Kris and I came home with much to debate about. As we walked into the apartment, we agreed that, whatever happened tonight, Holland was a pretty amazing place to have given such an individual the opportunity to develop into the woman we heard speak tonight. At the end of the day, it's still really amazing that investing in a girl's education means you may end up with someone like Ayaan. As Kris says, sometimes we hear more negative stories about immigrants in the West; ultimately, Ayaan's story is certainly at times tragic, but her bravery is inspiring.

I was just trolling CBC's Ottawa video feed looking for Lucy's full interview with Ayaan, which is supposed be up today, but it's not up yet, so no link for you.


  1. "Lucy asked Ayaan what she would say about those who say she is just making "white liberals" feel comfortable in their prejudicial beliefs about Muslims, that Ayaan is just "excusing" their behaviour. Ayaan had a rather thought-provoking answer: that, instead of her providing an excuse for prejudicial beliefs, she is in fact saying that we are ignoring what is happening because of religion, and this makes people uncomfortable. She added that it is in fact the "moderates" who say that Islam is not violent who are providing "white liberals" with an excuse to ignore human rights violations." ----"human rights" is a problem across the world regardless of religion---and the U.S. itself does NOT have an unblemished record in this area.---Ayan has a simplistic belief that all the problems in the world are caused by Islam.---this is clearly an intellectually-lazy view of the world--and shows her amatuerish (mis)understanding of social dynamics and Islam itself. Both the West and the East have plenty of room to progress and reform---and clearly reform can only happen when there is a critical view of the problems. But---Western historical trajectory and social development are different than Eastern history/society and each must be looked at individually. Eastern solutions would not work in the West, neither do Western solutions work in the East.....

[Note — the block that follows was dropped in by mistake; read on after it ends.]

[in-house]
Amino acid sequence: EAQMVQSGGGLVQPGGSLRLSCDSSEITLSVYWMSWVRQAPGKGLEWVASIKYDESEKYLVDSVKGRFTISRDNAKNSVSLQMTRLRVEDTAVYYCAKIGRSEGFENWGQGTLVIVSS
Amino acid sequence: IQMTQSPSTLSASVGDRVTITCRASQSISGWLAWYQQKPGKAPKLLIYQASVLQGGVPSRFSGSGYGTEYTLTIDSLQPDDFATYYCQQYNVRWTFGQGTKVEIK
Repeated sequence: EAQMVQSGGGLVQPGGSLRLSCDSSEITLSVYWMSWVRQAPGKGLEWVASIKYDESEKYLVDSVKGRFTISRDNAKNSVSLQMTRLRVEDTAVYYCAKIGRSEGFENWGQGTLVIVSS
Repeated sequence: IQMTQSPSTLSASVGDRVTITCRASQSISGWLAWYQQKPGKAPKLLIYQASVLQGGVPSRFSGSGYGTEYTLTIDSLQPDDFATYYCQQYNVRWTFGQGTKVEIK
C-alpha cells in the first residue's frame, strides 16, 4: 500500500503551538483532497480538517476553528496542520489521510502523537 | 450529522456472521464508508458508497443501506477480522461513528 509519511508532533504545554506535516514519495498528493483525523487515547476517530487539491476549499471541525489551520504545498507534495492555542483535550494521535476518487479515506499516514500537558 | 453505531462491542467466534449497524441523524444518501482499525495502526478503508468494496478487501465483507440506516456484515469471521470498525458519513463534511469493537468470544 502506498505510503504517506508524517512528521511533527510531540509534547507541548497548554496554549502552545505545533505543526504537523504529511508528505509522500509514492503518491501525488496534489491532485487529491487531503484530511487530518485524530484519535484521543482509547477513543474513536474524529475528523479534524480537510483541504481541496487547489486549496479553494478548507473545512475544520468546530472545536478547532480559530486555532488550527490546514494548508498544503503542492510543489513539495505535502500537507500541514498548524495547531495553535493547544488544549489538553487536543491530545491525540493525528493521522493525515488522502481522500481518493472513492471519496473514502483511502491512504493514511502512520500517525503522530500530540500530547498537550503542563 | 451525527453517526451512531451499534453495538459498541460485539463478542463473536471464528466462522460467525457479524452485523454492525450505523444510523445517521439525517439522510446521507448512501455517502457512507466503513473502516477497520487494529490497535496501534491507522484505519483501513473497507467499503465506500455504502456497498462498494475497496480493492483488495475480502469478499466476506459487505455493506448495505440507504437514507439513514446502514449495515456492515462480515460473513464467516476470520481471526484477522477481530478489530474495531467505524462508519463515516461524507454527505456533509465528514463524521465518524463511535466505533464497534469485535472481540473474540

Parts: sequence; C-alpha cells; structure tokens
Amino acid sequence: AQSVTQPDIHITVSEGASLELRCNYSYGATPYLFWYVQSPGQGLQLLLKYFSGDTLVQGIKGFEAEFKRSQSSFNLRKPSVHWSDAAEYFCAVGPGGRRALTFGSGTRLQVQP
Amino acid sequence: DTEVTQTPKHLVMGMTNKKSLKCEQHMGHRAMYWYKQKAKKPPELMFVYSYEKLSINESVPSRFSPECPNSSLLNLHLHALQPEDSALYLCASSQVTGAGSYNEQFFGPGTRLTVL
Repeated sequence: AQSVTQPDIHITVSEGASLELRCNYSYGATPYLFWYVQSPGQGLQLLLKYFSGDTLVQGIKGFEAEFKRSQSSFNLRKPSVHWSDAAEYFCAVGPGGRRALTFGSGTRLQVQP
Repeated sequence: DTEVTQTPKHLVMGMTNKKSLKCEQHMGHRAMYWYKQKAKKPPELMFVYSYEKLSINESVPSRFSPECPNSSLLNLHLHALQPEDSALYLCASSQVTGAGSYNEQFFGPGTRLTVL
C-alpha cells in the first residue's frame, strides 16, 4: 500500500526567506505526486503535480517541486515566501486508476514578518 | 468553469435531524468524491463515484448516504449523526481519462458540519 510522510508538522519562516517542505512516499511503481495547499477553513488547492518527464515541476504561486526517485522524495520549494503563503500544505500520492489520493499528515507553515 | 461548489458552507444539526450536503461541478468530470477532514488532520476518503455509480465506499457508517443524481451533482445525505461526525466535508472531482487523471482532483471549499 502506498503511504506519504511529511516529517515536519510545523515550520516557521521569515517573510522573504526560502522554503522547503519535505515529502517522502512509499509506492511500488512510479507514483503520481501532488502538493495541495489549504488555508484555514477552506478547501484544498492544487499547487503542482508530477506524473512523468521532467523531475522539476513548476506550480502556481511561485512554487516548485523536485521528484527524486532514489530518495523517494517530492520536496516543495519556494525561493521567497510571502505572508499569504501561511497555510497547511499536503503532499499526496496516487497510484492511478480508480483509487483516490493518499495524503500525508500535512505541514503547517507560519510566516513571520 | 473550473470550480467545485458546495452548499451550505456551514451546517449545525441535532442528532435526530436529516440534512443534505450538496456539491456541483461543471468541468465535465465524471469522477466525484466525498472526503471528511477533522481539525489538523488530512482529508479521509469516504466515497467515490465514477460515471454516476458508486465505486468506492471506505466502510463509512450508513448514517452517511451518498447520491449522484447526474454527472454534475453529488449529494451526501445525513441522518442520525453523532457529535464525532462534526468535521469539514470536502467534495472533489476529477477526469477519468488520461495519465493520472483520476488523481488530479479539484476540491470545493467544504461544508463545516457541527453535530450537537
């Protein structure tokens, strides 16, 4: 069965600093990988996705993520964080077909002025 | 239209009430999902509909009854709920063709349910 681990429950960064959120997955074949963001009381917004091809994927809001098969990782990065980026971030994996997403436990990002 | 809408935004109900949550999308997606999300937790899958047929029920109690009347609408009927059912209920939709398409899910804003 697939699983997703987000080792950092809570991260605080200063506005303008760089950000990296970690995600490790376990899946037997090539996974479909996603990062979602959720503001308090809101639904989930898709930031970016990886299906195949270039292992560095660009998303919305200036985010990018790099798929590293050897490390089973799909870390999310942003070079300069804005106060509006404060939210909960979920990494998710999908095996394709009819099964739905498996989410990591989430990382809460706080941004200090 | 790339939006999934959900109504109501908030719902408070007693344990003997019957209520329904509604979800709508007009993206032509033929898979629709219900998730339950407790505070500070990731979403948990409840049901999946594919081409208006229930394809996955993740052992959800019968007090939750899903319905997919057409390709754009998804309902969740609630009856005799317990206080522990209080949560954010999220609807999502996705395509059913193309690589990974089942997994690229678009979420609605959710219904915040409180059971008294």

However, change is happening in the East---but not because of ignorant Islam-Bashers like Ayan,---but because of intelligent scholars and leaders, both men and women who are working towards solutions.

  2. I didn't get the impression that Ayaan thought ALL the world's problems were caused by Islam. Nor did I think she was talking about all human rights violations around the world, simply those in Muslim countries.

    I agree some change is happening, and I was somewhat disappointed Ayaan did not recognise that.

    I don't think the solutions to social problems need to be the same in the East as in the West, but I do agree with Ayaan that the UN declaration and similar policies need to be a baseline for all cultural groups.

  3. Change is happening in the East, not because of "intelligent scholars and leaders" and other elites, but because of exposure of the masses to modern ideas, technologies, and ways of perceiving life, and each individual's rights and obligations in relation to this changing world. Technological and social change go hand in hand, and it is no surprise that the societies that are most backward are also the ones that are the most religious.

    It is precisely notions of East/West cultural relativism that pander to so-called "white liberals".

  4. agreed re cultural relativism!!!

  5. also re. technological and social change - look at Iran right now.